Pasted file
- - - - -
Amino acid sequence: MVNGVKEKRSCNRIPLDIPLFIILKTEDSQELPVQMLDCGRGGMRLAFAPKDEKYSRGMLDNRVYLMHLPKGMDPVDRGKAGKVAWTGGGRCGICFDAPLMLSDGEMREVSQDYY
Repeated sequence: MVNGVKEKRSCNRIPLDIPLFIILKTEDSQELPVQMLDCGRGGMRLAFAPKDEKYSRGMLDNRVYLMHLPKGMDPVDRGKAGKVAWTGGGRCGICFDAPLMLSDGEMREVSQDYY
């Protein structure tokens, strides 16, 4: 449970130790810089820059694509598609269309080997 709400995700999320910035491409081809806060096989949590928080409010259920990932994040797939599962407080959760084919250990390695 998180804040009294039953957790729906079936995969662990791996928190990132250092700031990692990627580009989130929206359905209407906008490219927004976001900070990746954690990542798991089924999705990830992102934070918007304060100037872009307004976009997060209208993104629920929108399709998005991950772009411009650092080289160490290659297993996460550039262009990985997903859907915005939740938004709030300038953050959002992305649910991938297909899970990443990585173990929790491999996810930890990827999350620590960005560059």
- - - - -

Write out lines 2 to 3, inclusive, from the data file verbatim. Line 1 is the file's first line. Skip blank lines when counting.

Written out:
Repeated sequence: MVNGVKEKRSCNRIPLDIPLFIILKTEDSQELPVQMLDCGRGGMRLAFAPKDEKYSRGMLDNRVYLMHLPKGMDPVDRGKAGKVAWTGGGRCGICFDAPLMLSDGEMREVSQDYY
């Protein structure tokens, strides 16, 4: 449970130790810089820059694509598609269309080997 709400995700999320910035491409081809806060096989949590928080409010259920990932994040797939599962407080959760084919250990390695 998180804040009294039953957790729906079936995969662990791996928190990132250092700031990692990627580009989130929206359905209407906008490219927004976001900070990746954690990542798991089924999705990830992102934070918007304060100037872009307004976009997060209208993104629920929108399709998005991950772009411009650092080289160490290659297993996460550039262009990985997903859907915005939740938004709030300038953050959002992305649910991938297909899970990443990585173990929790491999996810930890990827999350620590960005560059």